Alec Baldwin Gets Devastating News After Fatal Shooting, Could Face Negligent Manslaughter Charges

Legal experts have weighed in following the devastating news of actor Alec Baldwin fatally shooting one person and injuring another while on the set of his new movie “Rust.”

42-year-old Halyna Hutchins, who was directing photography for the movie, was shot and killed. Baldwin, 63, fired a prop gun that killed Hutchins.

The incident also injured 48-year-old Joel Souza who is the film’s director. Police have launched an investigation into the incident.

Reports say Baldwin was in tears while questioned by police. “I’m fully cooperating with the police investigation,” Baldwin said in a statement. Photos captured Baldwin bending over in the parking lot outside the sheriff’s offices.

Baldwin says he hopes the investigation can “address how this tragedy occurred.”

Legal experts say Baldwin could potentially face charges for discharging the prop gun.

Attorney Jamie White said a lawsuit is expected, The Wrap reported.

“If Baldwin or another person was negligent, a civil suit is almost a no-brainer at this point — a very high likelihood,” White said.

“But the criminal side is going to be very fact-sensitive. Only if someone was recklessly negligent would there be criminal consequences. We see criminal negligence charges when people leave kids in hot cars, when they are recklessly driving. It’s too early to know that this will happen to Baldwin, but it’s not unheard of.”

According to USA Today, Neama Rahmani of the personal injury firm West Coast Trial Lawyers said, “There are some circumstances where even a prop gun with a blank can be dangerous if it’s shot within close range.”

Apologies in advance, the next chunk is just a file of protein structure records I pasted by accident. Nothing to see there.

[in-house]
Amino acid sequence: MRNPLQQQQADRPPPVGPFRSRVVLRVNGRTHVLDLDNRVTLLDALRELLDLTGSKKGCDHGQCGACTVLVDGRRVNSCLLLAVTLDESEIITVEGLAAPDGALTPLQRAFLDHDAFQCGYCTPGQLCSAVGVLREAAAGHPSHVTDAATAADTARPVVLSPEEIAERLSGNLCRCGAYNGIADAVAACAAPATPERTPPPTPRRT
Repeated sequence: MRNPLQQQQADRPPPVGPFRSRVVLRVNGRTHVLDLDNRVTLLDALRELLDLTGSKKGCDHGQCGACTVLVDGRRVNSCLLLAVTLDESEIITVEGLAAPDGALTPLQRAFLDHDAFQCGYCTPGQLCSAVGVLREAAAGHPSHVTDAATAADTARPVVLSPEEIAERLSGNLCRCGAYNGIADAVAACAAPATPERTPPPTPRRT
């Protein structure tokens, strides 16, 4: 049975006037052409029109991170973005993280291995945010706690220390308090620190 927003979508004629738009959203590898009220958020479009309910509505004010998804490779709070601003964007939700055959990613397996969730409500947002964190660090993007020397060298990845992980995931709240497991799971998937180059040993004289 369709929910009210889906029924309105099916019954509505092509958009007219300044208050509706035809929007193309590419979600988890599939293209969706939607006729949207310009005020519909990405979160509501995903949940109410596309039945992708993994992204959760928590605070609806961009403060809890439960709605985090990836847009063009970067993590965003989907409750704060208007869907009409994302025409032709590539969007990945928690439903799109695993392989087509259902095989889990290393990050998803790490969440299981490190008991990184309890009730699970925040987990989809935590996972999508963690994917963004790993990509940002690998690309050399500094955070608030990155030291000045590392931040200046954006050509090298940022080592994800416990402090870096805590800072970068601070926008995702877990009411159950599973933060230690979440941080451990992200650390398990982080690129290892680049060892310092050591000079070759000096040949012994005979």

“Let’s say it was loaded with a blank, but Baldwin himself was criminally negligent and shot it from close range, even though it wasn’t a live round. Then he could be held liable,” she said.

“Assuming it was just incompetence or a colossal mistake, that rises to the level of criminal negligence, which would be sufficient for a manslaughter prosecution,” Rahmani said.

Rachel Fiset, managing partner of Los Angeles firm Zweiback, Fiset & Coleman, said, “Proper compliance with safety issues on the set will be a large, general question that will be asked that may have a huge impact on any potential legal matters that may come from this case.”

“And then on the worst side of the scale, you could have potential criminal issues that would range from criminal negligence to intentional acts that may have caused this tragedy.”

More from Western Journal:

Juan Rios, a public information officer for the Santa Fe County Sheriff’s Office, said Friday that investigators are still trying to determine what the gun contained when it was fired.

“That information is one of the particulars that we’re trying to determine at this point — what kind of projectile was in that firearm,” he said, according to USA Today.

Under the New Mexico law, involuntary manslaughter does not require “specific intent” of wanting someone dead, according to The Wrap. Such a charge would be a fourth-degree felony that could put a guilty person in jail for 18 months and a fine of up to $5,000.

But attorneys said nothing is clear-cut at this point.

“The prosecution would have to show that Mr. Baldwin acted with at least a negligent state of mind when he discharged the prop gun,” criminal defense lawyer Robert J. DeGroot said, according to The Wrap.

“There have been instances of accidents involving prop weapons on sets which have led to deaths or other injuries. Such tragic incidents are foreseeable and should lead crew and cast to follow safety protocols to ensure that any prop gun discharge does not lead to harm.”